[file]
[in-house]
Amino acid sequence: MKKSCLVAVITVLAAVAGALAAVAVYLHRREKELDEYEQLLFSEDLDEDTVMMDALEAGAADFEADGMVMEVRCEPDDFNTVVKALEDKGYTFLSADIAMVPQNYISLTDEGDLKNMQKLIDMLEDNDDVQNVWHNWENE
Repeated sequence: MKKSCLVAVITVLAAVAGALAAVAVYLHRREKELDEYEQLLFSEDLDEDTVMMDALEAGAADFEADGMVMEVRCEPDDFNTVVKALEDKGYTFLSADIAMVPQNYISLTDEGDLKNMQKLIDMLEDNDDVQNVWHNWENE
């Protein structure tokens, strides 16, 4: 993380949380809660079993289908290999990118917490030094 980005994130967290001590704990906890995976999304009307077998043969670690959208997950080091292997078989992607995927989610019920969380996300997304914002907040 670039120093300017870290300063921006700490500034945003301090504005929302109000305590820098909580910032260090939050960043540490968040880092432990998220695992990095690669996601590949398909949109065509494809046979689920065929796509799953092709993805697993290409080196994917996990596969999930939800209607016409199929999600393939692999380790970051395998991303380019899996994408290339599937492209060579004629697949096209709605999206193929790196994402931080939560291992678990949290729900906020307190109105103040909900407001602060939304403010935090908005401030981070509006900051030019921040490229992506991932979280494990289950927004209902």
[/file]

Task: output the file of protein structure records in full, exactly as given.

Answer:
[in-house]
Amino acid sequence: MKKSCLVAVITVLAAVAGALAAVAVYLHRREKELDEYEQLLFSEDLDEDTVMMDALEAGAADFEADGMVMEVRCEPDDFNTVVKALEDKGYTFLSADIAMVPQNYISLTDEGDLKNMQKLIDMLEDNDDVQNVWHNWENE
Repeated sequence: MKKSCLVAVITVLAAVAGALAAVAVYLHRREKELDEYEQLLFSEDLDEDTVMMDALEAGAADFEADGMVMEVRCEPDDFNTVVKALEDKGYTFLSADIAMVPQNYISLTDEGDLKNMQKLIDMLEDNDDVQNVWHNWENE
């Protein structure tokens, strides 16, 4: 993380949380809660079993289908290999990118917490030094 980005994130967290001590704990906890995976999304009307077998043969670690959208997950080091292997078989992607995927989610019920969380996300997304914002907040 670039120093300017870290300063921006700490500034945003301090504005929302109000305590820098909580910032260090939050960043540490968040880092432990998220695992990095690669996601590949398909949109065509494809046979689920065929796509799953092709993805697993290409080196994917996990596969999930939800209607016409199929999600393939692999380790970051395998991303380019899996994408290339599937492209060579004629697949096209709605999206193929790196994402931080939560291992678990949290729900906020307190109105103040909900407001602060939304403010935090908005401030981070509006900051030019921040490229992506991932979280494990289950927004209902």